How GE Aviation’s headquarters relates to the Wright Brothers

As Cincinnati and Dayton explore ways to grow jobs together in the future, aviation enthusiasts might be interested to know a small connection between the Cincinnati-area headquarters of GE Aviation and the Wright Brothers.

The Wright Brothers’ original company in Dayton, through a series of acquisitions and mergers, evolved into the Wright Aeronautical Company, which established in 1940 a piston engine factory in the northern Cincinnati suburbs, according to GE Aviation spokesman Rick Kennedy. The factory closed after the war. In 1948, General Electric began leasing space in the empty buildings of the former Wright Aeronautical, and it ultimately became the world headquarters of jet engine maker GE Aviation.

The following timeline was provided by GE Aviation, and corroborated with Dayton History.

1909: The Wright Brothers formed the Wright Company in Dayton to build airplanes and engines.

1912: Wilbur Wright dies.

1915: Orville Wright sells his interests in the Wright Company.

1916: Wright Company is merged with Glenn L. Martin Co. of California to become Wright-Martin.

1917: U.S. enters World War I and establishes military installations at Wright flight testing fields in Dayton. After World War II, the flight test fields of Wright Field and Patterson Field were merged into Wright-Patterson Air Force Base.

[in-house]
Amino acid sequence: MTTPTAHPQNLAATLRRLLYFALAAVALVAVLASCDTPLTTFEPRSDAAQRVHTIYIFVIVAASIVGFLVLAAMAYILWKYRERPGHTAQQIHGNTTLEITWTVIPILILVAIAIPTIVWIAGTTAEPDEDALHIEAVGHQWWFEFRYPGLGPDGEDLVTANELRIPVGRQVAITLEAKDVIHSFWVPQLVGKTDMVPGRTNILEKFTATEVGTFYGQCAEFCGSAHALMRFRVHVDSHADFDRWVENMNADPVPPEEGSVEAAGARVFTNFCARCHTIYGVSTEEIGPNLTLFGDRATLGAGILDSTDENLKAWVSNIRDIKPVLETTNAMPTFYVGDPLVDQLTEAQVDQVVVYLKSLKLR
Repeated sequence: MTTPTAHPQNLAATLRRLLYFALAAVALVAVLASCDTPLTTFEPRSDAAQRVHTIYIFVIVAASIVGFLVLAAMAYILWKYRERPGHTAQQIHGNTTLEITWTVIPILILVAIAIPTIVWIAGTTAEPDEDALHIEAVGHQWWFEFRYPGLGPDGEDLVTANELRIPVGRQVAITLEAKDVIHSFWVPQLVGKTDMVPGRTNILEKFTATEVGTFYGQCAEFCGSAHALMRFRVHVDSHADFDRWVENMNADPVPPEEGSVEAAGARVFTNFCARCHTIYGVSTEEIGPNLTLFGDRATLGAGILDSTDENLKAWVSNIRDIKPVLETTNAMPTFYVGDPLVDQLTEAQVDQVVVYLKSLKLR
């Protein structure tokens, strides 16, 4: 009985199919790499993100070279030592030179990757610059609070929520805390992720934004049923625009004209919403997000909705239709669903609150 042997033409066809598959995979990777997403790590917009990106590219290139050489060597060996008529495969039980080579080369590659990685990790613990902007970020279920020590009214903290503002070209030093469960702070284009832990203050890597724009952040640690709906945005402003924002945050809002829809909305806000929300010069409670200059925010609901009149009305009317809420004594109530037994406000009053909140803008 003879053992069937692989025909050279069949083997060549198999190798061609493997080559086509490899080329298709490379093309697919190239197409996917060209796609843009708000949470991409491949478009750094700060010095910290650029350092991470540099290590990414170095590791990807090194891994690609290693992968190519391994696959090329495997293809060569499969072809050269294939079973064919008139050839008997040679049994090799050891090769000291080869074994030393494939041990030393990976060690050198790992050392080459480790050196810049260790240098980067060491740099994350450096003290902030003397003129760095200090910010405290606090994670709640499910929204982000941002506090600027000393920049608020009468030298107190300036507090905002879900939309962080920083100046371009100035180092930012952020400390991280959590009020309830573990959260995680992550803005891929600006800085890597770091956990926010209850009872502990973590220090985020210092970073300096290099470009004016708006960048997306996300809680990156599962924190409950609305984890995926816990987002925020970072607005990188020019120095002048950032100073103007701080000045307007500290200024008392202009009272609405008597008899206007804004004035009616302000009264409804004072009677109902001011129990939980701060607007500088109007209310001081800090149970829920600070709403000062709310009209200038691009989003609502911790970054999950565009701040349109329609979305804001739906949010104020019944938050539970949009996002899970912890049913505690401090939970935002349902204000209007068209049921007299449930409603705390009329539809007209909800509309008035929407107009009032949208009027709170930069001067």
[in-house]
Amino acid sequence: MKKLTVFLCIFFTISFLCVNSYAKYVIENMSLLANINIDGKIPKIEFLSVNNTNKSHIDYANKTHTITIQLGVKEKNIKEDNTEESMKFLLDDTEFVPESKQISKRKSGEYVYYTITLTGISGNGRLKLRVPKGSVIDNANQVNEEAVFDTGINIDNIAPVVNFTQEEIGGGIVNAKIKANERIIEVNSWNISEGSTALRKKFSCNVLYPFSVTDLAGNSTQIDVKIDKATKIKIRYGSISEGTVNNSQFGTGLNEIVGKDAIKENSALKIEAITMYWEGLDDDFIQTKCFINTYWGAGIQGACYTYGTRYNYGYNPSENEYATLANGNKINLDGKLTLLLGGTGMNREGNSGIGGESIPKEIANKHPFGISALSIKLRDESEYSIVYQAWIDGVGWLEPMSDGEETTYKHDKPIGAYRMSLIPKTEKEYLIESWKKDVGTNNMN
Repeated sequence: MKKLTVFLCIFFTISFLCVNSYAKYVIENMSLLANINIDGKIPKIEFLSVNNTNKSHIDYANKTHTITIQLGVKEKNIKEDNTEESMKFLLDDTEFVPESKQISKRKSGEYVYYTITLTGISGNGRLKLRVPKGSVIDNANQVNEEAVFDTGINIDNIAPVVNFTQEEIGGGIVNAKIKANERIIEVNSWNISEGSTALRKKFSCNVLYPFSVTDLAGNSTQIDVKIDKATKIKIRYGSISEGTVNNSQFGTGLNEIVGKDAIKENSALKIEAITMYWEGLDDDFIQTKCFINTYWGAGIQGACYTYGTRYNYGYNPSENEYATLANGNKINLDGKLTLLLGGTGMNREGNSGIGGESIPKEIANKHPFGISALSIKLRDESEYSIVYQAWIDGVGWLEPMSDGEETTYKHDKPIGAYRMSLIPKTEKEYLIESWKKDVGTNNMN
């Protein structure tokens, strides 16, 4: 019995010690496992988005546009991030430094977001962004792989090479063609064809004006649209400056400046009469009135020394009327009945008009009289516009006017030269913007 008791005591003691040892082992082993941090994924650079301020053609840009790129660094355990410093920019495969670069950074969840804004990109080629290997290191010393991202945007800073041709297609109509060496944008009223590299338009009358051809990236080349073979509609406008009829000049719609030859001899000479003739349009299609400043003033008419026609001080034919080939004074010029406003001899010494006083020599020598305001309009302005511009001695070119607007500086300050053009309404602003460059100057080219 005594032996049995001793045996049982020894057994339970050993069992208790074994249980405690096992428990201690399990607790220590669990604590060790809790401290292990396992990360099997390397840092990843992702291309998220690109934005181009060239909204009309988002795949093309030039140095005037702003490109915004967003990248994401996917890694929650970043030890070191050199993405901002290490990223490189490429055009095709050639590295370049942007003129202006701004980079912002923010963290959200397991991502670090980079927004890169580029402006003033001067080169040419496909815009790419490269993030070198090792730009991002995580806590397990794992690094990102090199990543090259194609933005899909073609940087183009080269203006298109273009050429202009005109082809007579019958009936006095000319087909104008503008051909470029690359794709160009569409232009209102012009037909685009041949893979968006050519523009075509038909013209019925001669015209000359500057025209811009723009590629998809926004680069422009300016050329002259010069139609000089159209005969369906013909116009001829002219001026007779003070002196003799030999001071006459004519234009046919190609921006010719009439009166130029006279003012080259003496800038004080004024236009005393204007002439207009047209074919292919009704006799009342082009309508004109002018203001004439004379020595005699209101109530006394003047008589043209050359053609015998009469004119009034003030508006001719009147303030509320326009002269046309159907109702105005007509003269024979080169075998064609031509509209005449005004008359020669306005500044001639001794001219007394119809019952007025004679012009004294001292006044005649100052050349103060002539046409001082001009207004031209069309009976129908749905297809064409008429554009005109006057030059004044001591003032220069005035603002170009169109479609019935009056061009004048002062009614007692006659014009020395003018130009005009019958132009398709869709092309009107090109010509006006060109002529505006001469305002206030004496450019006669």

1919: Wright-Martin becomes Wright Aeronautical, an aircraft maker and engine supplier, based in New Jersey.

1929: Wright Aeronautical and Curtiss Aeroplane Motor Company are merged into Curtiss-Wright Corporation. Wright Aeronautical remains a division and produces piston engines.

1940: Lockland, Ohio, is selected by the government for the massive piston engine plant of Wright Aeronautical. Key factors: Proximity to Wright and Patterson flight test fields, and abundance of area skilled mechanists.

1941: In April, production of Wright Cyclone piston engines begins. These engines power the B-17, B-25, and B29 bombers among other aircraft.

1941: In June, Orville Wright is a featured guest of a ribbon-cutting ceremony for the new Wright Aeronautical plant. When the ceremony was to begin, Orville was wandering the plant.

1945: With the World War II over, the Wright Aeronautical plant in Lockland is closed.

1948: General Electric Company establishes a military jet engine operation in government-owned buildings in the old Wright plant (a large portion of the complex was later incorporated into the Evendale suburb).

1948: Orville Wright dies in Dayton.

1970s: New buildings were added over time, and the Evendale operation becomes the headquarters for GE Aviation. GE now owns all of the buildings on the complex.

About the Author